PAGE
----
Research tells us that students who miss 10% or more of school days are at a higher risk for disengagement and dropping out before completion of high school (see Early Warning Systems in Education: Resources & Tools). And logic tells us that if students are not in class receiving instruction, they are not as likely to succeed academically.
However, our students are not always absent from class because they chose not to be there. Students who are suspended for one to several days miss instruction, and that can effectively disengage them as they are more prone to fall academically behind.
Student misbehavior should result in negative consequences being issued, but does this always have to mean out-of-school suspension? Mentors can work with school staff and administration to determine other, possibly more appropriate, alternatives to suspension. Through mentors conversations with their mentees about the demonstrated behavior, mentors can first determine the function of behavior (whether the student is trying to gain or escape something), and then establish the corresponding subtype of disengagement. In this way, a more appropriate consequence can be put into place. This can both discourage repetition of the negative behavior, and possibly even teach students a new skill set other than what they know – such as acting out.
In this article, Ten Alternatives to Suspension, published in the Institute on Community Integration’s IMPACT newsletter, Dr. Reese L. Peterson lists example alternatives to suspensions. She states—
“Each of these examples has at least some research demonstrating positive behavioral-change outcomes for students, and is an opportunity to maintain or re-engage students in school rather than pushing them out of school.”
The Check & Connect coordinator and/or mentor may want to review these alternatives and suggest select ones to school staff and administration, and help administration implement alternatives when encountering negative behaviors:
- Problem solving or contracting
- Mini courses or modules
- Parent involvement/supervision
- Community service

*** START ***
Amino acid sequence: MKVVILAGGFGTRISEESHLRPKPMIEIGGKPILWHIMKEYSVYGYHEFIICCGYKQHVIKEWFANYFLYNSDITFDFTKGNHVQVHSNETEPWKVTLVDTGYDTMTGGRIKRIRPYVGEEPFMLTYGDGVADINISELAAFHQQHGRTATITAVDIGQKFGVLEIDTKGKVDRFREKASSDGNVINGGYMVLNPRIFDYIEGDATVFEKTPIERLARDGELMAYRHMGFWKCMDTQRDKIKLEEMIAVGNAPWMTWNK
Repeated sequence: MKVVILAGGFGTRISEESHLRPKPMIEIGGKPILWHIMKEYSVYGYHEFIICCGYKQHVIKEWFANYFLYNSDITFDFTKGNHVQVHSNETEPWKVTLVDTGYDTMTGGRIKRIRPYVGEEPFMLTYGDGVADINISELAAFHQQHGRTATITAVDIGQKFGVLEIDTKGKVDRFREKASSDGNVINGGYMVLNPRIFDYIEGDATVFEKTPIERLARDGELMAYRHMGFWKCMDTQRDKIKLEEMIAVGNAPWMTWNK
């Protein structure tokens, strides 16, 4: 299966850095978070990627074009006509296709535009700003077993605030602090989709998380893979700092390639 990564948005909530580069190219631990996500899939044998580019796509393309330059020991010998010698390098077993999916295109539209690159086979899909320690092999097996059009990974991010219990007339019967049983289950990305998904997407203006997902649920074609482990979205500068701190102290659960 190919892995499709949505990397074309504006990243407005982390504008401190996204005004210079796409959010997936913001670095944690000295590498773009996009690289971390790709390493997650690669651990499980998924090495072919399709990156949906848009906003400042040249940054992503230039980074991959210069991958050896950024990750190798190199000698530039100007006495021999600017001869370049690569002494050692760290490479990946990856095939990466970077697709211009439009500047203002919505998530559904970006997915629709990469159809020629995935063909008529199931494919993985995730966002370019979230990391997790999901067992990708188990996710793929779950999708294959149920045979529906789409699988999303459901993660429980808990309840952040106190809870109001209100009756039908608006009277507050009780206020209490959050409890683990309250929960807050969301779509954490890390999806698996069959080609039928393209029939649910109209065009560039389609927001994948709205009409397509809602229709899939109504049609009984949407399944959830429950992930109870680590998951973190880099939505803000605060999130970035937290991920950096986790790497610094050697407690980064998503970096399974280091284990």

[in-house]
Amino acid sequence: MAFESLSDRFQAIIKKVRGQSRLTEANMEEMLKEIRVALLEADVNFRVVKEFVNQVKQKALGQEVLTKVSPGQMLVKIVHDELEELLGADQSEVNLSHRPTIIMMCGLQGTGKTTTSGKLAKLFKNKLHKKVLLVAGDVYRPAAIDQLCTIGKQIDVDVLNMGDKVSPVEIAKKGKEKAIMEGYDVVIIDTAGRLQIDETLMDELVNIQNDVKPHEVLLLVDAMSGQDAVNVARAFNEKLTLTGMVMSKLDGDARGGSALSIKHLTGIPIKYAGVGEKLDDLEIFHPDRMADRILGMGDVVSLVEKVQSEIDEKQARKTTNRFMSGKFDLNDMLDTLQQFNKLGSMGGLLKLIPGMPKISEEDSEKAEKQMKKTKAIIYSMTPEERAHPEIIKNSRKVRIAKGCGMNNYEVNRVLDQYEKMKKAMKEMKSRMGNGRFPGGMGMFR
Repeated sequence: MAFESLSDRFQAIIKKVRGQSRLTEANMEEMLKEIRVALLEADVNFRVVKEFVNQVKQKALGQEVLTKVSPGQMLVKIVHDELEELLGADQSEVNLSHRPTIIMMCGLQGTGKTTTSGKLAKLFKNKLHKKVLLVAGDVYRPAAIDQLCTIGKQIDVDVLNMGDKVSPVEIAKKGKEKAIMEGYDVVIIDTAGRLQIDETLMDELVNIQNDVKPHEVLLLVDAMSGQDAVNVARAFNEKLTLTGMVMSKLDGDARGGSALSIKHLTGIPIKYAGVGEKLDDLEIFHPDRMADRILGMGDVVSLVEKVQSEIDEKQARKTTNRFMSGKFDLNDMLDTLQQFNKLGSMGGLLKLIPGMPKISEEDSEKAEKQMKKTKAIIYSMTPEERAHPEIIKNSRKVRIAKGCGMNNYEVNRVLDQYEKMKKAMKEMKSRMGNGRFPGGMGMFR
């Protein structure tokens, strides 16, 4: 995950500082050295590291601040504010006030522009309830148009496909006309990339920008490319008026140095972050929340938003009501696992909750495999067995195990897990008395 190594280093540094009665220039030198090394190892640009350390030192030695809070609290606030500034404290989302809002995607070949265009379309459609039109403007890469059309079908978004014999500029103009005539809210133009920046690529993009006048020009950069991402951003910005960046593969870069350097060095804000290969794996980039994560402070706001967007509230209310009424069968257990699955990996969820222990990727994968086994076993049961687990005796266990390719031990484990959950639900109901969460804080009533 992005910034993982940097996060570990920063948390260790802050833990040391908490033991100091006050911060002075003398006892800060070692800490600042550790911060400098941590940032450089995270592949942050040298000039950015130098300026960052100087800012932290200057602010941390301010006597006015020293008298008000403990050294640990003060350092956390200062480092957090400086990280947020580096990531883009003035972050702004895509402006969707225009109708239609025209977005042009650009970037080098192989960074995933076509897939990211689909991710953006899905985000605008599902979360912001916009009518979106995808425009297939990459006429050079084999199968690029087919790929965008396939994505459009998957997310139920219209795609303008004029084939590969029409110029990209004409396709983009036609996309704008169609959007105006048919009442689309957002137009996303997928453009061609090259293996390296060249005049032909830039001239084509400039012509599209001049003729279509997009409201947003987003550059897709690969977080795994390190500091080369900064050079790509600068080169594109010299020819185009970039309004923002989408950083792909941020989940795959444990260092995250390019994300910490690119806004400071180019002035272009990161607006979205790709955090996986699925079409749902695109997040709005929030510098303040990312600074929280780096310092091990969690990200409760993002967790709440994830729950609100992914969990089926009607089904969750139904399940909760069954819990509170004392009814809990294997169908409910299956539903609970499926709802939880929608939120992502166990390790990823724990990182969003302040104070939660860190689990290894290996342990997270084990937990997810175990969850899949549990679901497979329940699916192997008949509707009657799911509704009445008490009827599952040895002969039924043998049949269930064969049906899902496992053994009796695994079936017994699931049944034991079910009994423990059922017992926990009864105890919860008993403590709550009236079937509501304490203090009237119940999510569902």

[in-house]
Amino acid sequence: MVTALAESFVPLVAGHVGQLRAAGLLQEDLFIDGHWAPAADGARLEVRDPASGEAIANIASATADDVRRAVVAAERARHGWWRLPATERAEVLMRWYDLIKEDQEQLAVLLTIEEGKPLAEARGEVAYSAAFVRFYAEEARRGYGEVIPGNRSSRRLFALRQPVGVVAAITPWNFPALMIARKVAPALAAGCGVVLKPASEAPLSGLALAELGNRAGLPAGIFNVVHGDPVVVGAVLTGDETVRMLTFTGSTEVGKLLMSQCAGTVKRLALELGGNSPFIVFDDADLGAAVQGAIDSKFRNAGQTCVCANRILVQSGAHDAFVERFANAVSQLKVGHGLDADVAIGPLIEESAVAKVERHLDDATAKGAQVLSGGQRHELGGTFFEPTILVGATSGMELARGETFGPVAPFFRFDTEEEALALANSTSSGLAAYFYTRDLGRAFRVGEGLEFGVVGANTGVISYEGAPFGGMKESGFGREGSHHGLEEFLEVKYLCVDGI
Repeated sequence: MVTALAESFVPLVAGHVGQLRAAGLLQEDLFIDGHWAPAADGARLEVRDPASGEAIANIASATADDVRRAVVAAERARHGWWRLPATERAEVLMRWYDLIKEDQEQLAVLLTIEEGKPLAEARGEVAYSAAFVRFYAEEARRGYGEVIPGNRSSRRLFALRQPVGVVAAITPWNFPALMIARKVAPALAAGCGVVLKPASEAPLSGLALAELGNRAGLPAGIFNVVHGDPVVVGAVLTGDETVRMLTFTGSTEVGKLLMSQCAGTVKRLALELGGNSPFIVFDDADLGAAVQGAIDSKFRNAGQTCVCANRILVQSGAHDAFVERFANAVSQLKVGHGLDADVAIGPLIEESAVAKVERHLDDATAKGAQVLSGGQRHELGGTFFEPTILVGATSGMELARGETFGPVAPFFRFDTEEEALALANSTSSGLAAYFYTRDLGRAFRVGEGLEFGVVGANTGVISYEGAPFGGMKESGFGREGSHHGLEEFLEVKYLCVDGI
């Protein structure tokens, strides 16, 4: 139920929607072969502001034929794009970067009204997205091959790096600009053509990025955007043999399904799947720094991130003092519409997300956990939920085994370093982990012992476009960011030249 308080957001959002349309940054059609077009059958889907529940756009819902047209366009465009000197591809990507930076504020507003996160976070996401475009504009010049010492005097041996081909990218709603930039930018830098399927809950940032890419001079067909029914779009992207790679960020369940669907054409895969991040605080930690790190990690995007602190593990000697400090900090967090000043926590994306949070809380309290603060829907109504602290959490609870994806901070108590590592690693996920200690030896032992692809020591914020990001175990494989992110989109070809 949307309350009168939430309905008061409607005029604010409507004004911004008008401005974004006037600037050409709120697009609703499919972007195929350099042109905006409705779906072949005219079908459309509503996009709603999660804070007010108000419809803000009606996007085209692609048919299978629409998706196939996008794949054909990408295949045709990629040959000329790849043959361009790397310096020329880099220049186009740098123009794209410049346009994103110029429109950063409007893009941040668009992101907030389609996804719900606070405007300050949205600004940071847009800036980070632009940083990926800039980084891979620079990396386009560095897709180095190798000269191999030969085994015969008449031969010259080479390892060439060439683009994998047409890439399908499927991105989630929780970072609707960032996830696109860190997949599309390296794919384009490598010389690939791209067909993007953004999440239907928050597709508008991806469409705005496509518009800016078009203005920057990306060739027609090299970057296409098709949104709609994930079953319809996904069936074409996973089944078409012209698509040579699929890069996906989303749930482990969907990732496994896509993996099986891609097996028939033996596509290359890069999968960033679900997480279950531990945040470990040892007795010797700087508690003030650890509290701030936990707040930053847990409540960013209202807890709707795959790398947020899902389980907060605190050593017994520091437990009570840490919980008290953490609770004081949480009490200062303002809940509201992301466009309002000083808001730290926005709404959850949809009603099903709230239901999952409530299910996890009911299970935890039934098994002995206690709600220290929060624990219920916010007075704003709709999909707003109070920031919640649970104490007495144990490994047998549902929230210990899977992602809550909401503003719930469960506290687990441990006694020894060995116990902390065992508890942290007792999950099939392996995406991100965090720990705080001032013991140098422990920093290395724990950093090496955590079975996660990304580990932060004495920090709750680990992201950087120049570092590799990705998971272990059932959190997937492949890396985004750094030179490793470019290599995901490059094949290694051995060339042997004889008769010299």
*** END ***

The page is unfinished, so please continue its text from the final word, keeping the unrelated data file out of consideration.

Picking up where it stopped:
- Behavior monitoring
- Coordinated behavior plans
- Alternative programming
- Appropriate in-school suspension
I encourage you to read the full article, including descriptions of each strategy.
A few additional alternatives listed in the PBISWorld webpage, Alternatives to Suspension, include:
- School service (assisting custodial staff with after school clean-up, lunch clean-up, etc.)
- Loss of privileges (lunch with peers, recess, social time, etc.)
- Detention (before or after school)
- Saturday school (during which time missed assignments can be made up)
- Referral to community mental health services
- Time out/cool down time
Additionally, mentors can help teachers intervene by suggesting strategies that teachers can use in the classroom to help re-engage students before problem behaviors arise, as suggested in Check & Connect: Implementing With Fidelity beginning on page 120.
If our students are not in school, it is difficult to get them engaged or re-engaged; and if we are not allowing them to come to school, we are making this task impossible. The goal is to have kids in class to engage with school and learning as well as to help them turn-around their negative behavior.
What Do You Think?
What effective alternatives for suspension have you used? How have you worked with school staff and administrators to keep your students in the classroom? Share your thoughts in the Comments area below and/or on our Facebook post.
- This more recent post on Longitudinal Data on Suspended/Expelled Youth sheds light on some negative academic outcomes among youth who have been suspended or expelled from school, in terms of engagement with school, sense of belonging, cumulative GPA, and high school completion.
About the Author: Jana Hallas, M.Ed., is a project coordinator and member of the Check & Connect training team at the Institute on Community Integration, University of Minnesota.
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